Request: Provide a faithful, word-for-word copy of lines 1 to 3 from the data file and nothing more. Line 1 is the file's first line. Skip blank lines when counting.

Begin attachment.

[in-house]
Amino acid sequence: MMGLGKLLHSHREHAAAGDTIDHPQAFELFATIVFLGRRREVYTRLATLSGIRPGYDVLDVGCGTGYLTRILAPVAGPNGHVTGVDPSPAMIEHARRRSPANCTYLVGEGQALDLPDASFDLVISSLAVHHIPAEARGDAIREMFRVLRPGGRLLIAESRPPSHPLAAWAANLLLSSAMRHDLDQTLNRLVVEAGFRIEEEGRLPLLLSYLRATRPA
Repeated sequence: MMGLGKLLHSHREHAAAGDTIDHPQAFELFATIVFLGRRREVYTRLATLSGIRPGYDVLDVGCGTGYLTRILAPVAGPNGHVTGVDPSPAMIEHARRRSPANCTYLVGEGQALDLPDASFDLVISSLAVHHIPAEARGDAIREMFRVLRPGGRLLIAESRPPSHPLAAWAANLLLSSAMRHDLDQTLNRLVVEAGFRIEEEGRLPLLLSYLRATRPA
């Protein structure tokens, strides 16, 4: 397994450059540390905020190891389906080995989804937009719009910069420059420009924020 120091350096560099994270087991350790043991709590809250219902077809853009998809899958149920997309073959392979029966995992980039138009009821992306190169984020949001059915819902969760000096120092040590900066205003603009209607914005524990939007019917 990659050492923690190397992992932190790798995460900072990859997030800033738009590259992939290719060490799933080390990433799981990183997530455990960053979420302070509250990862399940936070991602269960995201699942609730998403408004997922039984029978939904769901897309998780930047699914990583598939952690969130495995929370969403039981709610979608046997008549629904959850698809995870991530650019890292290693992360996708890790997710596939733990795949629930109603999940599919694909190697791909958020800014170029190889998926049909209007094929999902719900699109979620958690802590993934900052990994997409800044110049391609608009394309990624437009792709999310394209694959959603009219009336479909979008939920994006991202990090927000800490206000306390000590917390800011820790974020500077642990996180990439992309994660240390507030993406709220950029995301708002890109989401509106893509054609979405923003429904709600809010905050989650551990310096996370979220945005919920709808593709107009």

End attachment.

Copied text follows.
[in-house]
Amino acid sequence: MMGLGKLLHSHREHAAAGDTIDHPQAFELFATIVFLGRRREVYTRLATLSGIRPGYDVLDVGCGTGYLTRILAPVAGPNGHVTGVDPSPAMIEHARRRSPANCTYLVGEGQALDLPDASFDLVISSLAVHHIPAEARGDAIREMFRVLRPGGRLLIAESRPPSHPLAAWAANLLLSSAMRHDLDQTLNRLVVEAGFRIEEEGRLPLLLSYLRATRPA
Repeated sequence: MMGLGKLLHSHREHAAAGDTIDHPQAFELFATIVFLGRRREVYTRLATLSGIRPGYDVLDVGCGTGYLTRILAPVAGPNGHVTGVDPSPAMIEHARRRSPANCTYLVGEGQALDLPDASFDLVISSLAVHHIPAEARGDAIREMFRVLRPGGRLLIAESRPPSHPLAAWAANLLLSSAMRHDLDQTLNRLVVEAGFRIEEEGRLPLLLSYLRATRPA